In Praise of Pumpkin Ale



With American Thanksgiving nigh and the Canadian just passed we may regard the season for pumpkin beer as roughly between the two.

Pumpkin ale is a perennial of the beer scene in the last 10 years or so, justifiably as well-made pumpkin beer ranks high in the Malt Firmament. Some people view it askance, thinking it a gimmick. This is far from accurate, as pumpkin beer has an old history, and when well-made again has a fine taste.

Numerous sources attest that it was known in Colonial times, eg. this 1892 article in American Notes and Queries. The Colonial Magazine and East India Review of the 1800s discloses a bottled “Texan Pumpkin Ale“, of which no production details survive.

In modern times pumpkin beer was revived in California by “Buffalo” Bill Owens. Owens, a craft brewing pioneer (and before that, an award-winning photo-journalist) is now devoted to craft distilling trade matters. He sold his brewpub about 20 years ago, to an employee who had worked with him since 1987. The famous beers pioneered by Owens carry on including his influential pumpkin ale.

As Owens recounts the story he decided to brew a beer with pumpkin, taking inspiration from a recipe of George Washington’s time. He mashed pumpkin flesh with barley malt, but after the starches converted to sugar found little “pumpkin” flavour. So he added a can of pumpkin spices found at a grocery store, the kind you use to make pumpkin pie, hence comprising nutmeg, cinnamon, ginger, mace – that kind of mixture. The result was an immediate success and set the tone for the modern style of pumpkin beer which shows no sign of abating although the “craze” has lessened somewhat. A side-effect of Owens’ foresight is the tidal wave of pumpkin-flavoured coffees, teas, wines, muffins, and what-not in the market recently.

A debate which has much exercised the brewing world but seems to have died down is whether actual pumpkin should be used in pumpkin beer or just Owens’ can of pumpkin spices, or both. I say both. In a good pumpkin beer you can taste the gourd, a characteristic earthy taste that doesn’t completely disappear in brewing. But adding the spices – a light touch – adds a pleasing complexity and taste.

Flavoured beers in general are popular today. They use a wide range of spices and fruits, also coffee or tea, in fact virtually anything under the sun. This too is historical in the sense that before the hop became standardized in brewing brewers added a wide variety of flavourings to beer, to preserve it or improve the taste. The field is again wide open in this sense. I don’t favour the taste of coffee or chocolate in beer, though. By my lights in fact, malt and hops for beer is a complete code. Still, pumpkin beer has its place. Pumpkin porter, a subset of the pumpkin beer family, is one of the finest beers you can have when made right, but it’s all down to what’s in the glass and what you like.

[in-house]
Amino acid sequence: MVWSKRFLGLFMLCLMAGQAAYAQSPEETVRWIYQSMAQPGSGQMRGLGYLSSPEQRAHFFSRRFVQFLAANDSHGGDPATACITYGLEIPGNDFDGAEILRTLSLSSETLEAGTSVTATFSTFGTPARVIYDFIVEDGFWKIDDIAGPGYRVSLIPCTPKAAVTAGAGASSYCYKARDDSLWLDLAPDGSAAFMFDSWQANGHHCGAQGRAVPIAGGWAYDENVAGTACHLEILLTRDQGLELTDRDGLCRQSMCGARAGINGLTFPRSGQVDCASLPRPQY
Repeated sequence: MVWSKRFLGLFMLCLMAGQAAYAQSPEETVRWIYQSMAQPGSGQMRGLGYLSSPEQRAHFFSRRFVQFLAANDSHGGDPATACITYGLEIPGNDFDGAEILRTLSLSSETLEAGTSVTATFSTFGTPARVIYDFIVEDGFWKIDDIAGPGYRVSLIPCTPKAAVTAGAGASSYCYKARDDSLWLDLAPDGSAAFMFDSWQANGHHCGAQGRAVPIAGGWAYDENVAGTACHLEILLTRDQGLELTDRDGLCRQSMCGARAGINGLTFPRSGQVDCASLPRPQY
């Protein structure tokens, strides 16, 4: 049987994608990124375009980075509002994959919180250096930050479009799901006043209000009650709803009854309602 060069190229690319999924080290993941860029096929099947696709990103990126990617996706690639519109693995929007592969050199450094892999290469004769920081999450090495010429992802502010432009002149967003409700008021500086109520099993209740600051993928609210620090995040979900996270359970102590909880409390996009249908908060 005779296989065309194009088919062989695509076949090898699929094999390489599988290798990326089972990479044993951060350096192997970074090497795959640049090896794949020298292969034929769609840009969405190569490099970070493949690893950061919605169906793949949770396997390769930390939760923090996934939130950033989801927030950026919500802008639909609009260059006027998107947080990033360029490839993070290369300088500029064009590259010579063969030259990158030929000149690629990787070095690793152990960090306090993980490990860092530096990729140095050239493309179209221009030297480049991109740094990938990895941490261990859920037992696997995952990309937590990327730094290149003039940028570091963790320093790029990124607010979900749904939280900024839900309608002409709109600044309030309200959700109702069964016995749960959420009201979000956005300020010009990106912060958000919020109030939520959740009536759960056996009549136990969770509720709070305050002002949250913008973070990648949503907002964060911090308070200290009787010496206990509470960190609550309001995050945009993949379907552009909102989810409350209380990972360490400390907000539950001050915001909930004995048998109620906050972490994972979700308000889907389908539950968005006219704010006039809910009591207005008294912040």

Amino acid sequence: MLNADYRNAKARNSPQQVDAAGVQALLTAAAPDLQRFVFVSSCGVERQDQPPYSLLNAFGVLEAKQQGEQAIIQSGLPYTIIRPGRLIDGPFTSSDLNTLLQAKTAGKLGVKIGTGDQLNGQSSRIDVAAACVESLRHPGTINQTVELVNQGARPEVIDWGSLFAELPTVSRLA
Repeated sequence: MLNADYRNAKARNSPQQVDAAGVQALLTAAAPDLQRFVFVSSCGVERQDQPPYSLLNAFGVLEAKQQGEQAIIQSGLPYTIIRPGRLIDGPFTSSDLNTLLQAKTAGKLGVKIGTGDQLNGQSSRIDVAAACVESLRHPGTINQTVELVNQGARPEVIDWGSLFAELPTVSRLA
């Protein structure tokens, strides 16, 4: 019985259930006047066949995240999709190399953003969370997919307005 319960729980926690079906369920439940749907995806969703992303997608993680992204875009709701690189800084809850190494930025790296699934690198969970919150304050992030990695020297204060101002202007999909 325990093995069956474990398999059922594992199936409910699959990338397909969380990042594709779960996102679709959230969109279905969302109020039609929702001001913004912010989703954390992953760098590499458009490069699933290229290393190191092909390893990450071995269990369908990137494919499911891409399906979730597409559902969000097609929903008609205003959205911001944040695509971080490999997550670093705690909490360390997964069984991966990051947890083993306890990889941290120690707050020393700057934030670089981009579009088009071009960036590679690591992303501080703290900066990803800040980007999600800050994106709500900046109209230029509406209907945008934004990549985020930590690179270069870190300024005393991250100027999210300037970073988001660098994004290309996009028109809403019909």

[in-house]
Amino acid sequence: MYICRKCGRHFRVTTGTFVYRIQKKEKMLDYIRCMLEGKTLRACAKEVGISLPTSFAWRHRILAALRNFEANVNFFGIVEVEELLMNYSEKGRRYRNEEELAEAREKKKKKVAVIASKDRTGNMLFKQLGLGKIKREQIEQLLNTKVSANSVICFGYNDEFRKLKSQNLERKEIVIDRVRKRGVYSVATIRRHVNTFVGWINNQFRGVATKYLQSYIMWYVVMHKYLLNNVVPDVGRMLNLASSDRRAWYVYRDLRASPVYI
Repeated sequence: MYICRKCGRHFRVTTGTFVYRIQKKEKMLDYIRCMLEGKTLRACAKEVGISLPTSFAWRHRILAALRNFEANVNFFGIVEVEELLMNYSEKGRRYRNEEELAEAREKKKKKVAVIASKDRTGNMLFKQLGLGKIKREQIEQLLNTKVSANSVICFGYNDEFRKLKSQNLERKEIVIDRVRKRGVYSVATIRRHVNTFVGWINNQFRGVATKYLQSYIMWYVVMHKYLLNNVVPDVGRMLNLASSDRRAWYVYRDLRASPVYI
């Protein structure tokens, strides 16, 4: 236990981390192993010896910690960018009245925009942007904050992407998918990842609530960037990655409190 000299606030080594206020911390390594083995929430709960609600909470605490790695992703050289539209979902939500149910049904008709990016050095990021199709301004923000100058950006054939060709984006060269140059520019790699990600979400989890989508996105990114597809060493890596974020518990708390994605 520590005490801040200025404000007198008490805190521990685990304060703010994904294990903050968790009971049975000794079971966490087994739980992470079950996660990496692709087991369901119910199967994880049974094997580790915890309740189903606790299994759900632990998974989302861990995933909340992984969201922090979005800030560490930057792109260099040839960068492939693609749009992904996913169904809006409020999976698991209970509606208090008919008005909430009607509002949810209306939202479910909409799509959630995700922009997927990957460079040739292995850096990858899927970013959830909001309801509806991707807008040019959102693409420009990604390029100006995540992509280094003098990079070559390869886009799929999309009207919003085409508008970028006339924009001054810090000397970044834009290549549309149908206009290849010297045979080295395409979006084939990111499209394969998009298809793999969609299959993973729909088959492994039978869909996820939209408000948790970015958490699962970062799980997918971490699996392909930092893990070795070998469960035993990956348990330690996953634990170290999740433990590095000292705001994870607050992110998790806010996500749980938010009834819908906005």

Beeretseq considers the following essentials for good pumpkin beer:

  1. Hops must be used: pumpkin beer that avoids hops, a la the old gruit or herb beers, doesn’t work.
  2. The best hops for this purpose have a fairly neutral bitterness and clean, earthy taste. Too much citric or tropical effect ruins the effect.
  3. Pumpkin spices, whatever the blend or brand used, must be used with discretion. Too many pumpkin beers overdo the spicy taste. The spices should support the malt, hops, and pumpkin taste, not dominate it.
  4. The flesh of the pumpkin is necessary to add the vital gourdy note, but it shouldn’t be too prominent either as this can lend a raw, acerbic note.

Commercial brands I like include the one shown above, from Great South Bay in L.I., New York; Pumking Beer from Southern Tier Brewery in lower state New York, which has an appetizing pumpkin puree flavour; Wellington Brewery’s pumpkin beer in Ontario, which I’ve seen only on draft, seemingly ginger-edged; Ste. Ambroise’s rich Pumpkin Beer in Montreal; and Weyerbacher’s heady Imperial Pumpkin Ale, from Pennsylvania. One of the great beers of the last decade, Southern Tier’s Warlock combines characteristics of its Pumking Ale and a velvety black Imperial Stout. It deserves all the stars a Michelin would award if the French arbiter of gastronomic taste turned its attention to la bière.

Consider too the following: A pumpkin beer too intense in spices or sweetness often blends perfectly with a good porter or stout, 2:1 or even 3:1, porter to pumpkin beer. Or blend the pumpkin beer with a pale ale or IPA, this may bring the two into perfect equilibrium. If the balance of a pumpkin (or any) beer isn’t right for you, don’t discard it, use it in home blending.

Taste Note: The beer pictured above has a fully, spicy but soft and sweet palate. Very drinkable indeed.